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March 11, 1983

Economic Impact of a Botulism Outbreak: Importance of the Legal Component in Food-Borne Disease

Author Affiliations

From the Health Services Division, New Mexico Health and Environment Department, Santa Fe (Dr Mann); and the Epidemiology Division, USAF School of Aerospace Medicine, Brooks AFB, Tex (Dr Lathrop). Mr Bannerman is in private practice in Albuquerque.

JAMA. 1983;249(10):1299-1301. doi:10.1001/jama.1983.03330340041028

Legal expenses arising from food-borne outbreaks have not been reported in the medical literature, to the best of our knowledge. Expenses of an outbreak of food-borne botulism involving 34 victims in 1978 exceeded $5.8 million. These included outbreak investigation and control (3.2% of total), medical care for patients with botulism from April 1978 through October 1981 (12.3%), and settlements and legal charges (84.4%). Legal actions following food-borne outbreaks must be recognized for several reasons. First, the delay between the outbreak and the conclusion of legal activity (three years in this instance) mandates prompt and meticulous written documentation of investigation and control work. Second, legal expenses may make a large contribution to the total societal impact of food-borne disease outbreaks. Finally, awareness of the legal expense strengthens the rationale for public and private expenditures on food-borne disease prevention in this country.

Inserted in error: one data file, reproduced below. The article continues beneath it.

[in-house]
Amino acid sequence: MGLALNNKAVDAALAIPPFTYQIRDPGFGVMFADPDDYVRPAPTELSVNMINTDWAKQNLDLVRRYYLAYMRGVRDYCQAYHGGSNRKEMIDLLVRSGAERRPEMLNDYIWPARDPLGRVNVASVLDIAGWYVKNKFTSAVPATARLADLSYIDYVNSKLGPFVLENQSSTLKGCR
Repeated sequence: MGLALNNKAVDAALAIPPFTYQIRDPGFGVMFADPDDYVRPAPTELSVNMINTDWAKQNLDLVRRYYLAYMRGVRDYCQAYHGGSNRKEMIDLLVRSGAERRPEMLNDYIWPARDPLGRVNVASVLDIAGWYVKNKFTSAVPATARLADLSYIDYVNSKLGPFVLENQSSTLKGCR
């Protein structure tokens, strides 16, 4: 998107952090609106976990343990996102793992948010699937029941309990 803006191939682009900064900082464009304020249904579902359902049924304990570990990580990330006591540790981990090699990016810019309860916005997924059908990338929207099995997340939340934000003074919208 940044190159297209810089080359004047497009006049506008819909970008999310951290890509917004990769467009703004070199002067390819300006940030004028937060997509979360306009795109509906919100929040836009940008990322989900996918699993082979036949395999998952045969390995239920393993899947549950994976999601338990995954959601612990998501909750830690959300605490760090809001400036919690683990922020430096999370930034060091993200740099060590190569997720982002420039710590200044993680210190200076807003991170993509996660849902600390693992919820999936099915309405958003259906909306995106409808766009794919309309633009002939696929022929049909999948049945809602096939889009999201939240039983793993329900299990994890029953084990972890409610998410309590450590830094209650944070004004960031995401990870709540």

(JAMA 1983;249:1299-1301)